FORMER Ohio Chief Justice Frank Celebrezze, who died this week after a long battle with cancer, will be remembered for many things, not least of which was his support of everyday Ohioans against the interests of big business. His most enduring legacy, however, may have been the introduction of bare-knuckle politics and big-money elections to the state's highest court.
Mr. Celebrezze was part of a prominent Democratic family that included his uncle, Anthony Celebrezze, a five-term mayor of Cleveland and Secretary of Health, Education, and Welfare during the Kennedy and Johnson administrations; cousin Anthony J. Celebrezze, Jr., who was Ohio's attorney general and secretary of state; and brother James, who served with him on the Ohio Supreme Court.
Frank Celebrezze spent one term in the Ohio Senate and eight years as a Cuyahoga County Common Pleas judge before his election to the Ohio Supreme Court in 1972. He became chief justice in 1978, and it was evident by the early 1980s that Cleveland-style, rough-and-tumble politics had gained a foothold on the previously nonpolitical court.
It culminated in Mr. Celebrezze's epic 1986 re-election battle against Thomas Moyer, who accused the chief justice of using the lawyer disciplinary system to punish enemies, attacking judges and lawyers who disagreed with him, and using state aircraft for political appearances. Numerous Blade editorials detailed Mr. Celebrezze's heavy-handed tactics, including attempts to legislate from the bench. He was the subject of an unflattering Cleveland Plain Dealer series, "A law unto himself," that catalogued his alleged abuses of power.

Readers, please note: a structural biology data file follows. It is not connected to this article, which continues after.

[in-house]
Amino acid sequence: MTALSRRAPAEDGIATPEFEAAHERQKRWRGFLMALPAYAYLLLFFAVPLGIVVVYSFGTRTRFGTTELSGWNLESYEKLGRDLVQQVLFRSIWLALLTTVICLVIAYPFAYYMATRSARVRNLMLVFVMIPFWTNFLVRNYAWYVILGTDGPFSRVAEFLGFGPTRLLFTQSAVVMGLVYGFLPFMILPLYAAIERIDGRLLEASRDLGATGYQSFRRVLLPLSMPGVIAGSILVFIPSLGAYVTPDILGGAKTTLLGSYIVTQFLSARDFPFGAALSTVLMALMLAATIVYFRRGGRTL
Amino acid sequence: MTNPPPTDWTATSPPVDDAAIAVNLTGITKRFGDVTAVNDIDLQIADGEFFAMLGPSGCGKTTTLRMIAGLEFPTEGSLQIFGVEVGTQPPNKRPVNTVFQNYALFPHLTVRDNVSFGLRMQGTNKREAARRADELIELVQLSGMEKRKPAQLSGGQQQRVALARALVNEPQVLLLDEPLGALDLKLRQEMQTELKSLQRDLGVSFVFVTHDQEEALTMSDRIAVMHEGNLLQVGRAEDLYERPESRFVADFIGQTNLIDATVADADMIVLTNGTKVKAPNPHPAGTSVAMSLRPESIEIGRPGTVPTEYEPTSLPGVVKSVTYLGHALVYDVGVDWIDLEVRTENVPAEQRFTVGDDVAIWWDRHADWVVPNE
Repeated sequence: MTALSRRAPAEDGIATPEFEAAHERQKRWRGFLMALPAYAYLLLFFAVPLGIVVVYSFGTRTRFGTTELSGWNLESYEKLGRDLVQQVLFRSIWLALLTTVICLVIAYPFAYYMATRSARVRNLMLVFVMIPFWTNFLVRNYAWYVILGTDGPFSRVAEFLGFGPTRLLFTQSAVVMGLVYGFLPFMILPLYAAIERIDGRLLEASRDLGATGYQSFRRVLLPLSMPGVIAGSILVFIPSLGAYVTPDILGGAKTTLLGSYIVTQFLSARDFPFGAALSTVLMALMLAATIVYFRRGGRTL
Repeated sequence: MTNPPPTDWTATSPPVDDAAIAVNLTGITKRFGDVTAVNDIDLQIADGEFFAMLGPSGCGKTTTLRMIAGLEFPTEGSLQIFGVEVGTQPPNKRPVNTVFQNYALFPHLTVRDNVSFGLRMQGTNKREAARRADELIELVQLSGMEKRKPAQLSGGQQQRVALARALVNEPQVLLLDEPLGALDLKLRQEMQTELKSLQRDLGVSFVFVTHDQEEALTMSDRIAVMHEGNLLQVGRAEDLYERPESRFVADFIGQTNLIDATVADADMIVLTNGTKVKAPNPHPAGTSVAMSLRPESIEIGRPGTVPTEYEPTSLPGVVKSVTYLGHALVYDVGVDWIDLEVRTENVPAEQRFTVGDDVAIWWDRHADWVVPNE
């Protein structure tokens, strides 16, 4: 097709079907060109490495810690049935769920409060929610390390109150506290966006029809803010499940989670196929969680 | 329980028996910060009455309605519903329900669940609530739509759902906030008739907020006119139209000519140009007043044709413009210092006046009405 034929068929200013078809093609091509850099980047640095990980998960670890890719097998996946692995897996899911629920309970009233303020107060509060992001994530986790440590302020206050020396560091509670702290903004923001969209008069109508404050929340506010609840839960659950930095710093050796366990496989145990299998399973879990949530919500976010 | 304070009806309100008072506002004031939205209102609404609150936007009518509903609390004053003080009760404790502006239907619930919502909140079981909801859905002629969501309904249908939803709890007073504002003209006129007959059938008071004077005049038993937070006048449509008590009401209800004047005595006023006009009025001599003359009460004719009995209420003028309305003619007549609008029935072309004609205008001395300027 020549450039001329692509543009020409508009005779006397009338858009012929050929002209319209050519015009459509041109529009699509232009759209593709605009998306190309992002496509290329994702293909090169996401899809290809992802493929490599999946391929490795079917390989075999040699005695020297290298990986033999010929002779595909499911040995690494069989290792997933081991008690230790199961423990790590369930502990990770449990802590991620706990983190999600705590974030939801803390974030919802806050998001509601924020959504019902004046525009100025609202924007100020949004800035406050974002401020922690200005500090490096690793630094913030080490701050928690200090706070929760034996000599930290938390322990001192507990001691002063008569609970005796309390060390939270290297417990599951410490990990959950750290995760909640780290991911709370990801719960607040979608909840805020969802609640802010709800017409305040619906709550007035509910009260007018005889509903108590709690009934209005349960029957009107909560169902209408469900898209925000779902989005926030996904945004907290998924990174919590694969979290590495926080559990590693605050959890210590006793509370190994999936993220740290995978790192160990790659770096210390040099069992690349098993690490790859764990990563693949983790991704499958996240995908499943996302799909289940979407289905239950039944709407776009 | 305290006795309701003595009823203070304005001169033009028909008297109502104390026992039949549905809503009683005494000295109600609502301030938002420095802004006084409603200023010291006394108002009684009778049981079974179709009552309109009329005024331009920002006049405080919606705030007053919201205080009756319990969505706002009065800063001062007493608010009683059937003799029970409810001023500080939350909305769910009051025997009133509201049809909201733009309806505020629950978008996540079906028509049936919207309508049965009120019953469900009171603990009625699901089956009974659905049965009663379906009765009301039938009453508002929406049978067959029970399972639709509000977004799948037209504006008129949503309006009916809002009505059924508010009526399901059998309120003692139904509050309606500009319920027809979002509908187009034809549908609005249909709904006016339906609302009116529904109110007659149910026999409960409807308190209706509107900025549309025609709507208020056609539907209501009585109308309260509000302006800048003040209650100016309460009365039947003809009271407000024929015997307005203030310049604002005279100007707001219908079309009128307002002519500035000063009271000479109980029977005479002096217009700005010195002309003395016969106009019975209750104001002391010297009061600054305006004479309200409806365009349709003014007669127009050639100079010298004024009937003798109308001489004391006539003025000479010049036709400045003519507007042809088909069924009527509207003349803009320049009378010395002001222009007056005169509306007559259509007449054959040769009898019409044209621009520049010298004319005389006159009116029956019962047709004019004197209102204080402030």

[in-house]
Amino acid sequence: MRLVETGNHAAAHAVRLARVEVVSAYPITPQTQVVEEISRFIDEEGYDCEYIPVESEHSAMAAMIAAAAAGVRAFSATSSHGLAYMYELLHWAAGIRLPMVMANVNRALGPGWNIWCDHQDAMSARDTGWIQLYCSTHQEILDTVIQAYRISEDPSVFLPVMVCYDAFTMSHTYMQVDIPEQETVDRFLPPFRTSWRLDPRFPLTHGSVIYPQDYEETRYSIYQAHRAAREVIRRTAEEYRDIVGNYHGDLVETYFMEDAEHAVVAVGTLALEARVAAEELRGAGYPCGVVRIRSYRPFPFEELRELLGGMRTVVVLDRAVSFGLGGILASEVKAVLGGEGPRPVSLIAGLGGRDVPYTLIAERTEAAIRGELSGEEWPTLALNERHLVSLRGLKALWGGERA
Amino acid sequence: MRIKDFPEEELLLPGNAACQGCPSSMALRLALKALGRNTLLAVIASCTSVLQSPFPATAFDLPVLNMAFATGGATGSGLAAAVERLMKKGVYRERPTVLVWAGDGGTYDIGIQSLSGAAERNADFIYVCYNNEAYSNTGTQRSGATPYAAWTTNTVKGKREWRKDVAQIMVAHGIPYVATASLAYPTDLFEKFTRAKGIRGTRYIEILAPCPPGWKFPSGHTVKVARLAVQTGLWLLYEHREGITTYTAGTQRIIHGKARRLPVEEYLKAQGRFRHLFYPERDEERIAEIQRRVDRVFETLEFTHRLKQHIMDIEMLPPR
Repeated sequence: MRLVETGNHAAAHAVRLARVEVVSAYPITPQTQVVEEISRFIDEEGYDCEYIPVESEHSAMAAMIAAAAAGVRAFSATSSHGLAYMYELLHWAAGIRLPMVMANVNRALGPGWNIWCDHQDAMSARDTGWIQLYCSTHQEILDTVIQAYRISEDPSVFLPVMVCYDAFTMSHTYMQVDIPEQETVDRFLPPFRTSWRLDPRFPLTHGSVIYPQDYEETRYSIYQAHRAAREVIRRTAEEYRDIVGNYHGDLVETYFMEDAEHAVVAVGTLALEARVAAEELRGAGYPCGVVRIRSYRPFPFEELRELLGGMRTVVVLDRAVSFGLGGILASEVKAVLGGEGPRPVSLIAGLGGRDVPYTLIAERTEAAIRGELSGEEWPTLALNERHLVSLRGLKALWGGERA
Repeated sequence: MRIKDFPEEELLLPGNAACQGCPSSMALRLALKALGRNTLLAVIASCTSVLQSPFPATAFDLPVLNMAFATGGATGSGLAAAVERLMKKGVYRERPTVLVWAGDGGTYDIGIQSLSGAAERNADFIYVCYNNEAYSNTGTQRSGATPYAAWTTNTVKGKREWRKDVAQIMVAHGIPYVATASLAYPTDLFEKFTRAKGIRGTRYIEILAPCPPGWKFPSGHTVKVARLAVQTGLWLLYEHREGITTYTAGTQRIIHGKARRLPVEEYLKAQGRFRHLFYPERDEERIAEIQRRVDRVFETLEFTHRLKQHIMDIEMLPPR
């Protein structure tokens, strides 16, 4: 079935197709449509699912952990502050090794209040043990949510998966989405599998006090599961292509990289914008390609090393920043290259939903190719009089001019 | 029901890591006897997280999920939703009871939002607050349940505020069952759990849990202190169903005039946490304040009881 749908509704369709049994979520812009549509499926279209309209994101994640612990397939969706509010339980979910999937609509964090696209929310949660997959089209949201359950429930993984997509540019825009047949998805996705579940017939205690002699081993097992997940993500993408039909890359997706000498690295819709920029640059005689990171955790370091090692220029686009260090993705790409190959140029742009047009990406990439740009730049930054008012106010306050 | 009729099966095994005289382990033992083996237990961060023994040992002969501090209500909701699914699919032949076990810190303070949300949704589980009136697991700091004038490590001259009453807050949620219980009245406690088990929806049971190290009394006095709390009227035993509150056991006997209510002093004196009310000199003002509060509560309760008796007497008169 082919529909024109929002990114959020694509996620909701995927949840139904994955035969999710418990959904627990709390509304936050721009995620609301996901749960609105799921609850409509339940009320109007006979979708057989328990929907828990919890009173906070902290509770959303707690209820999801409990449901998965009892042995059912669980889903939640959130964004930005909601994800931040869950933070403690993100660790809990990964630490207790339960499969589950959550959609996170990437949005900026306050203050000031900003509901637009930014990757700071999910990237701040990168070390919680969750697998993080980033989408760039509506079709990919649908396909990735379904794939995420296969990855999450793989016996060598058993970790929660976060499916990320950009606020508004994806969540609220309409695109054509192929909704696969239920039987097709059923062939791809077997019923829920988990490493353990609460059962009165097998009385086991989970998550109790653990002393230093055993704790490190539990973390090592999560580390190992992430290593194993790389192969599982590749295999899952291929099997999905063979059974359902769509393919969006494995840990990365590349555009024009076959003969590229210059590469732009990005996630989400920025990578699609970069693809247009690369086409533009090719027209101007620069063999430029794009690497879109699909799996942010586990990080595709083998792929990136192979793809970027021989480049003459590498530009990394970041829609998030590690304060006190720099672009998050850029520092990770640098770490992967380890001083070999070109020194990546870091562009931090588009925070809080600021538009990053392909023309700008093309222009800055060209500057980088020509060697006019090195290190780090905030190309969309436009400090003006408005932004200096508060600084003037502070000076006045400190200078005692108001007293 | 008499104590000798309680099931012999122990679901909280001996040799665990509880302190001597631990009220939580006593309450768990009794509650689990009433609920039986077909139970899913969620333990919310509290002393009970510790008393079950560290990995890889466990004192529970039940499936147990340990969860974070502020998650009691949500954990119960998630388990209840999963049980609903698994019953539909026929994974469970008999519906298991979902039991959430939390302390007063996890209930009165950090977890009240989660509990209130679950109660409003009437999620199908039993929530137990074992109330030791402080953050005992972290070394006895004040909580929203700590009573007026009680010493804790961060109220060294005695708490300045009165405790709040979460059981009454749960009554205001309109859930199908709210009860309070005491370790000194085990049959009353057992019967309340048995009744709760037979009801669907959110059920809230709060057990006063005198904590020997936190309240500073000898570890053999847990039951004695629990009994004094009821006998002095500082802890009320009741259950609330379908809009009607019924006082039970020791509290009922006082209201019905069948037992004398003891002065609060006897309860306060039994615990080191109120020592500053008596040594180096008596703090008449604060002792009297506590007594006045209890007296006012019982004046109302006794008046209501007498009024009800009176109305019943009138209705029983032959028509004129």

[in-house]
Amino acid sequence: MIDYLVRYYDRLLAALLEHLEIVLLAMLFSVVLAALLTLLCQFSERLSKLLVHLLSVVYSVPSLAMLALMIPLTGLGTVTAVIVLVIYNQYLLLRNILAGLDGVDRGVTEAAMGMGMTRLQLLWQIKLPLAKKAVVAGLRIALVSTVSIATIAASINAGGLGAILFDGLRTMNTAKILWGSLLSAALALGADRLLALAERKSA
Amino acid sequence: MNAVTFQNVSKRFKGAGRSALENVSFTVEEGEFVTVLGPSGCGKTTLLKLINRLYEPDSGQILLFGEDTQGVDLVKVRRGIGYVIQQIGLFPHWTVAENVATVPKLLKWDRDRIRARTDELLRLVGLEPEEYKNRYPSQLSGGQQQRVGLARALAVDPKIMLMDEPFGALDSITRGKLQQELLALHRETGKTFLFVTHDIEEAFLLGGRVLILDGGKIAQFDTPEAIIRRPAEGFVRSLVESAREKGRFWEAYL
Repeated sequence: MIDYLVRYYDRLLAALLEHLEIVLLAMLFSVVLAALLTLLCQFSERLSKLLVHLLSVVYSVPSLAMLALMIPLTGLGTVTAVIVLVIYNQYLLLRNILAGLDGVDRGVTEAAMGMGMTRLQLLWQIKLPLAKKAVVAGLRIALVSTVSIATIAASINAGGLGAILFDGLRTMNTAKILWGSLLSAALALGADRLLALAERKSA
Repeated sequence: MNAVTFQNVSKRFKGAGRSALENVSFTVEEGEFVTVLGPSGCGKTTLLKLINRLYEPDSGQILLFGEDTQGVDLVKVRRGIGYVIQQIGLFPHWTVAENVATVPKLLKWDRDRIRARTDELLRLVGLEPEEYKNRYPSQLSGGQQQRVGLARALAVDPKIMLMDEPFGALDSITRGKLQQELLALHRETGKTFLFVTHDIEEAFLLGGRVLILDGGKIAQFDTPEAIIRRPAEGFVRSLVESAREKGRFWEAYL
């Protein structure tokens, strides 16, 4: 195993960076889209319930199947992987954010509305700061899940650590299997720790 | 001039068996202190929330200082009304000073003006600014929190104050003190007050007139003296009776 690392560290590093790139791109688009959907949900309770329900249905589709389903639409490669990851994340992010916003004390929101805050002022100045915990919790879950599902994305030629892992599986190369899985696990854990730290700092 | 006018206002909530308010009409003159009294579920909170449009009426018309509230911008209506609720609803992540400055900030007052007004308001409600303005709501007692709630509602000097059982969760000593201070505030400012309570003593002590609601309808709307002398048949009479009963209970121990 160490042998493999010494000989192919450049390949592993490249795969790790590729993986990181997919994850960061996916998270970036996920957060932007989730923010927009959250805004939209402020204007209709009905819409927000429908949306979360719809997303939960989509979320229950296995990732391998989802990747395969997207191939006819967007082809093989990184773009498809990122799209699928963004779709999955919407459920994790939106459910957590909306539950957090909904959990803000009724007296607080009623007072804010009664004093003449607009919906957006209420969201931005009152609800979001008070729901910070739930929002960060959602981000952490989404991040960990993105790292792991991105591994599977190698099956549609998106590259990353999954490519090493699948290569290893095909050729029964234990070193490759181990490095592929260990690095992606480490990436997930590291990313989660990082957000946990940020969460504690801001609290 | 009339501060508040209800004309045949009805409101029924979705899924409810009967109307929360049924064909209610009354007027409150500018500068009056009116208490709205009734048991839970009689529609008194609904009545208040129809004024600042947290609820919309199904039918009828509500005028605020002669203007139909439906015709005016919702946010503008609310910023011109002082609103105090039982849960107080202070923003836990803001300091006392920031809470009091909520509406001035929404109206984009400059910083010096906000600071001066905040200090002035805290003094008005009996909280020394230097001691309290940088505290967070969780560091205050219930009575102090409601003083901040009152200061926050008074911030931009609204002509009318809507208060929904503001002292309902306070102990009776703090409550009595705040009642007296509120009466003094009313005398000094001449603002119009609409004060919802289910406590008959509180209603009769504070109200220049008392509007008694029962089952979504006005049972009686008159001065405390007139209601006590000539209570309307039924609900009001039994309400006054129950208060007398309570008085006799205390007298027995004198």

Mr. Celebrezze sued the Cleveland newspaper over allegations that he had accepted thousands of dollars in campaign contributions from union locals with reputed ties to organized crime. The $10 million suit eventually was settled to his satisfaction, but the damage had been done: Mr. Celebrezze had lost his seat on the high court.
The Moyer court - except for a famous scuffle between Justices Andy Douglas and Craig White that left the Toledo jurist with three broken ribs - has been a more civil place than it was under Chief Justice Celebrezze. Not less partisan, just more civil, but that has been enough for Ohio voters for whom Mr. Celebrezze left such a bitter taste that they have been reluctant ever since to trust Democratic candidates for the high court.
Of equal long-term importance, however, was the cost of the 1986 campaign, in which each candidate spent more than $1 million, an unprecedented amount at the time. These days, incumbent justices almost routinely raise more than that amount each election cycle. The fiction may remain that judicial races are nonpartisan, but the reality is that money continues to play a big role.
Even today, few people are neutral about Frank Celebrezze. To some, he remains the champion of the little guy. For others, he will forever be associated with the worst excesses of partisan politics.
But love him or hate him, he undeniably raised the ante in Supreme Court elections.